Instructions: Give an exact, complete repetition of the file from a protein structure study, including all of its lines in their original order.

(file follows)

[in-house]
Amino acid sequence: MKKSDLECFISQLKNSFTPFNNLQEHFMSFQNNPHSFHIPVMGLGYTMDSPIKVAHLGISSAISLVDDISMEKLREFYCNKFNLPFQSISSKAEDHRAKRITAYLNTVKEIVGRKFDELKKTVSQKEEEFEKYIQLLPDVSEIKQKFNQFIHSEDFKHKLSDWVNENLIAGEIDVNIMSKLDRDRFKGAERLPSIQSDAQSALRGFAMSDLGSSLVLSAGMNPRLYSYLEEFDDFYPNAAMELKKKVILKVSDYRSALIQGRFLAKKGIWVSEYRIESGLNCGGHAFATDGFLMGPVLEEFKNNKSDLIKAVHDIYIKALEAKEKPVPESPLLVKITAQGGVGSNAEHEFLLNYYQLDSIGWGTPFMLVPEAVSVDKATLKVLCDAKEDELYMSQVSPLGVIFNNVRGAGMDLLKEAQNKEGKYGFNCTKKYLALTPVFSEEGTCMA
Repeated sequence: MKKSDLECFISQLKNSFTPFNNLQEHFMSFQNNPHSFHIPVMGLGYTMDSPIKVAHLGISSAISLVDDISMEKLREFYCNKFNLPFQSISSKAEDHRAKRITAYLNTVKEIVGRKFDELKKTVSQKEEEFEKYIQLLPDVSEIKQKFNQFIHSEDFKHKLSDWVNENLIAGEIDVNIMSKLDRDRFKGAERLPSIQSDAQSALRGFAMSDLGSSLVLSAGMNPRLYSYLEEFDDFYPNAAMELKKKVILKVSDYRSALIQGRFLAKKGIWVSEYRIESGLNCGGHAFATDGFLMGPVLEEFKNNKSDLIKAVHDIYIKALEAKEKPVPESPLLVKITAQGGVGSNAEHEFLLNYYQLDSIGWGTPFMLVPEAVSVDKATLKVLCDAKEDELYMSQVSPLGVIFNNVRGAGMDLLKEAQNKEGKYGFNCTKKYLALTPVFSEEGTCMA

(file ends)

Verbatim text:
[in-house]
Amino acid sequence: MKKSDLECFISQLKNSFTPFNNLQEHFMSFQNNPHSFHIPVMGLGYTMDSPIKVAHLGISSAISLVDDISMEKLREFYCNKFNLPFQSISSKAEDHRAKRITAYLNTVKEIVGRKFDELKKTVSQKEEEFEKYIQLLPDVSEIKQKFNQFIHSEDFKHKLSDWVNENLIAGEIDVNIMSKLDRDRFKGAERLPSIQSDAQSALRGFAMSDLGSSLVLSAGMNPRLYSYLEEFDDFYPNAAMELKKKVILKVSDYRSALIQGRFLAKKGIWVSEYRIESGLNCGGHAFATDGFLMGPVLEEFKNNKSDLIKAVHDIYIKALEAKEKPVPESPLLVKITAQGGVGSNAEHEFLLNYYQLDSIGWGTPFMLVPEAVSVDKATLKVLCDAKEDELYMSQVSPLGVIFNNVRGAGMDLLKEAQNKEGKYGFNCTKKYLALTPVFSEEGTCMA
Repeated sequence: MKKSDLECFISQLKNSFTPFNNLQEHFMSFQNNPHSFHIPVMGLGYTMDSPIKVAHLGISSAISLVDDISMEKLREFYCNKFNLPFQSISSKAEDHRAKRITAYLNTVKEIVGRKFDELKKTVSQKEEEFEKYIQLLPDVSEIKQKFNQFIHSEDFKHKLSDWVNENLIAGEIDVNIMSKLDRDRFKGAERLPSIQSDAQSALRGFAMSDLGSSLVLSAGMNPRLYSYLEEFDDFYPNAAMELKKKVILKVSDYRSALIQGRFLAKKGIWVSEYRIESGLNCGGHAFATDGFLMGPVLEEFKNNKSDLIKAVHDIYIKALEAKEKPVPESPLLVKITAQGGVGSNAEHEFLLNYYQLDSIGWGTPFMLVPEAVSVDKATLKVLCDAKEDELYMSQVSPLGVIFNNVRGAGMDLLKEAQNKEGKYGFNCTKKYLALTPVFSEEGTCMA